Pope Benedict XVI made an ill choice of illustrative anecdotes in a lecture at Germany’s University of Regensburg, and should have known better, but he did not thereby insult Islam. That deed was rather accomplished by those relatively small numbers of Muslims reacting to his words with incomprehension and thuggish violence.
The pope’s remarks came in a scholarly, richly subtle discussion of the rational nature of God before a group of academics. Peruse the text of his talk, and you encounter a host of erudite references, including one to a dialogue between a Byzantine emperor and an educated Persian in 1391. The emperor at onepoint confronts the Persian with a declaration that Mohammed brought nothing new to faith but “things only evil and inhuman, such as his command to spread by the sword the faith he preached.”
Coercing faith through violence was unreasonable, the emperor said. “God is not pleased by blood, and not acting reasonably is contrary to God’s nature,” he told the Persian, adding, “To convince a reasonable soul, one does not need a strong arm or weapons of any kind … .”
The pope goes on from this account to explore his larger point about the “grandeur” of a rationality that derives from God. “It is to this great logos, to this bread of reason, that we invite our partners in the dialogue of cultures,” he said.
Invitation refused. Ripping his words out of context, ignoring the pope’s earlier calls for reconciliation between Christians and Muslims, later refusing to heed the pope’s assurance that the emperor’s disdain did not “express my personal thought,” a tiny minority of the world’s 1.4 billion Muslims — but still thousands — have acted unreasonably, one of them even saying that “the pope’s comments may lead to war.”
The author of that grotesque overreaction was Hani Pahas, who also said in his article in an Arabic-language newspaper in London that the pope’s words were no different from “ignorant comments made by Adolph Hitler, who spoke of a supreme white race against all other races … .” But of course, the pope said nothing about race or about Muslims generally.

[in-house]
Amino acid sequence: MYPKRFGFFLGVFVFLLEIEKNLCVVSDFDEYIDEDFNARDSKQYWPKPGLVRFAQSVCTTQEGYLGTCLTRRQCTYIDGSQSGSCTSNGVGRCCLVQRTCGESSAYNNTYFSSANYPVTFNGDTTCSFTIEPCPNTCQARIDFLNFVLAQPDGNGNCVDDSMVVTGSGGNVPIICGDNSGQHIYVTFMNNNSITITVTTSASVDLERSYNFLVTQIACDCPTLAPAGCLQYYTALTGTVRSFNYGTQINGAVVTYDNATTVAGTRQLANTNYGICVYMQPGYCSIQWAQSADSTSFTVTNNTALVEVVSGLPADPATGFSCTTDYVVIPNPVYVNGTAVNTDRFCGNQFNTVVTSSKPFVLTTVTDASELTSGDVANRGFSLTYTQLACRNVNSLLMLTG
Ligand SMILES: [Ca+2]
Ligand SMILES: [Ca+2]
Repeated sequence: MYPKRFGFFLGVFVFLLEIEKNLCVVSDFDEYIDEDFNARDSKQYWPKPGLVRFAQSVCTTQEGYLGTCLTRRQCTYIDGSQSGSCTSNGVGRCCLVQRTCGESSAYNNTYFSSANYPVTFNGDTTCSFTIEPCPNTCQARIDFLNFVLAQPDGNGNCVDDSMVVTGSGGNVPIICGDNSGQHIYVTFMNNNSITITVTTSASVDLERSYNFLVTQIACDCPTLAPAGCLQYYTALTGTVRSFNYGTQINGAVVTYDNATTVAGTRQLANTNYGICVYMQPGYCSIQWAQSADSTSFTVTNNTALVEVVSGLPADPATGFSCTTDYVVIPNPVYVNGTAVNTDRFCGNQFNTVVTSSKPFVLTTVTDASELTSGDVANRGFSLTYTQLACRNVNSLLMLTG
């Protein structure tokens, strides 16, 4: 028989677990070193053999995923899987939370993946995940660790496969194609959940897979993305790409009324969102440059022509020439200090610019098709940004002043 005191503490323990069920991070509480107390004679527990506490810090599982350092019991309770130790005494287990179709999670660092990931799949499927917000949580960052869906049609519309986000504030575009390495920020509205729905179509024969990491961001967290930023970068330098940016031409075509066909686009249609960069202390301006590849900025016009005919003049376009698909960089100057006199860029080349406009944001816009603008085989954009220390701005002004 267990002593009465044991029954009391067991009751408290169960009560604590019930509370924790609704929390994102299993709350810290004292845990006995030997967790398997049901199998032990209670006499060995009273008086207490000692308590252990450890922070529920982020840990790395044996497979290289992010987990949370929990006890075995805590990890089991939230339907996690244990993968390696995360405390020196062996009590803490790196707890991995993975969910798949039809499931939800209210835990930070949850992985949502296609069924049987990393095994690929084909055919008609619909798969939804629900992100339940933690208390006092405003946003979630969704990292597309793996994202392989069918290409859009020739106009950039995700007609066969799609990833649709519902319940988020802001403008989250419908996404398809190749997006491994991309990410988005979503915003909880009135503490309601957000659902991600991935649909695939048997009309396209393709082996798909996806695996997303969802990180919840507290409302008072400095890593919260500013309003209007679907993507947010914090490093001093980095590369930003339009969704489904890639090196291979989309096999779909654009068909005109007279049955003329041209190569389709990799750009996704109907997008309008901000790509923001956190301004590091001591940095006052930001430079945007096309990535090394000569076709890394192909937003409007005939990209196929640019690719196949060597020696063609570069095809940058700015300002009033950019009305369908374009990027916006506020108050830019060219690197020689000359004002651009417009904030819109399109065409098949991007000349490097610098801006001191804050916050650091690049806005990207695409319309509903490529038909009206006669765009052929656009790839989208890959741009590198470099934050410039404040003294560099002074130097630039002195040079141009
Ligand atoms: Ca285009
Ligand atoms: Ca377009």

At least, Pahas confined his condemnatory excess to words on the printed page. Less restrained was a Palestinian group that firebombed Anglican and Greek Orthodox churches in the town of Nablus — wrong denominations, brave martyrs — as well as a Roman Catholic church. Wearing masks, some members of this group also fired bullets into two churches and set them afire with lighter fluid. In Gaza City, some of these wunderkind fired their rifles and set off explosives in another Greek Orthodox church.
There’s more. About 2,000 Muslims protested outside the Palestinian parliament building. Still other churches in other towns were burned down, one of them 170 years old. In Basra in Iraq, hundreds of demonstrators burned an effigy of the pope, shouting that he should be tried in an international court. And an Iraqi branch of al Qaeda put out a statement saying they would “break the cross and spill the wine,” that God would help “Muslims to conquer Rome” and “enable us to slit their throats … .”
Especially given the way some Muslim leaders try to stir up trouble in response to any and every perceived slight of a religion that does in fact deserve respect, the pope should have skipped any allusion to the Byzantine emperor. But a threat to slit throats as tit for the tat of an historical citation in a philosophical discourse? This, the assaults on churches and talk of war constitute far more serious testimony about inhuman violence in the name of a faith than anything the pope even remotely said.